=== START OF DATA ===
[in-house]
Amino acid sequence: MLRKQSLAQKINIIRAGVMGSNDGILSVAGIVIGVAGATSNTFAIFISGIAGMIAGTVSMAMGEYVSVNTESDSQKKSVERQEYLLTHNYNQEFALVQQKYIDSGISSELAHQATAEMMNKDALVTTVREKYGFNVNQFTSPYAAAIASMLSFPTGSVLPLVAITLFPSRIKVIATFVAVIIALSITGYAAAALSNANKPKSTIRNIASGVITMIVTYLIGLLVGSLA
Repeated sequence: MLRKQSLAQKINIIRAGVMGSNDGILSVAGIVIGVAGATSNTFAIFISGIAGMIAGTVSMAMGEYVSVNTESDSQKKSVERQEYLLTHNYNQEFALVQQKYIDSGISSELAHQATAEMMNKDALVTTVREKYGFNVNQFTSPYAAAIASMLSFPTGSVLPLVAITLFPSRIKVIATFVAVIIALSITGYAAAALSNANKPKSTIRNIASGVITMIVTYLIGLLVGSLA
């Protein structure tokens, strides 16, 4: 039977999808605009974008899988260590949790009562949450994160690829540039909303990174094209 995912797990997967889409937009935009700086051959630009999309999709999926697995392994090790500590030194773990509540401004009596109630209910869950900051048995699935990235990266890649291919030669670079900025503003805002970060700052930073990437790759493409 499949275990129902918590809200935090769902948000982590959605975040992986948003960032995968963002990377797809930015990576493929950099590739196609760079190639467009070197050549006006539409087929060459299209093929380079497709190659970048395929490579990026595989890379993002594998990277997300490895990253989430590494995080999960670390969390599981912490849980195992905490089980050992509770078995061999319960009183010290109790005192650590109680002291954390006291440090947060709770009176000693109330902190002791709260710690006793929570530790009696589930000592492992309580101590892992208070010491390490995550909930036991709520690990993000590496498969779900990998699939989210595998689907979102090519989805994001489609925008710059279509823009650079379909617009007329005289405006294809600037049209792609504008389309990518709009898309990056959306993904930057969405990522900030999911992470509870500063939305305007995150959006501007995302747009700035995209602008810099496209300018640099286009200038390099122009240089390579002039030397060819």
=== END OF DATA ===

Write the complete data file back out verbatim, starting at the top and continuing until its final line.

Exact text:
[in-house]
Amino acid sequence: MLRKQSLAQKINIIRAGVMGSNDGILSVAGIVIGVAGATSNTFAIFISGIAGMIAGTVSMAMGEYVSVNTESDSQKKSVERQEYLLTHNYNQEFALVQQKYIDSGISSELAHQATAEMMNKDALVTTVREKYGFNVNQFTSPYAAAIASMLSFPTGSVLPLVAITLFPSRIKVIATFVAVIIALSITGYAAAALSNANKPKSTIRNIASGVITMIVTYLIGLLVGSLA
Repeated sequence: MLRKQSLAQKINIIRAGVMGSNDGILSVAGIVIGVAGATSNTFAIFISGIAGMIAGTVSMAMGEYVSVNTESDSQKKSVERQEYLLTHNYNQEFALVQQKYIDSGISSELAHQATAEMMNKDALVTTVREKYGFNVNQFTSPYAAAIASMLSFPTGSVLPLVAITLFPSRIKVIATFVAVIIALSITGYAAAALSNANKPKSTIRNIASGVITMIVTYLIGLLVGSLA
């Protein structure tokens, strides 16, 4: 039977999808605009974008899988260590949790009562949450994160690829540039909303990174094209 995912797990997967889409937009935009700086051959630009999309999709999926697995392994090790500590030194773990509540401004009596109630209910869950900051048995699935990235990266890649291919030669670079900025503003805002970060700052930073990437790759493409 499949275990129902918590809200935090769902948000982590959605975040992986948003960032995968963002990377797809930015990576493929950099590739196609760079190639467009070197050549006006539409087929060459299209093929380079497709190659970048395929490579990026595989890379993002594998990277997300490895990253989430590494995080999960670390969390599981912490849980195992905490089980050992509770078995061999319960009183010290109790005192650590109680002291954390006291440090947060709770009176000693109330902190002791709260710690006793929570530790009696589930000592492992309580101590892992208070010491390490995550909930036991709520690990993000590496498969779900990998699939989210595998689907979102090519989805994001489609925008710059279509823009650079379909617009007329005289405006294809600037049209792609504008389309990518709009898309990056959306993904930057969405990522900030999911992470509870500063939305305007995150959006501007995302747009700035995209602008810099496209300018640099286009200038390099122009240089390579002039030397060819």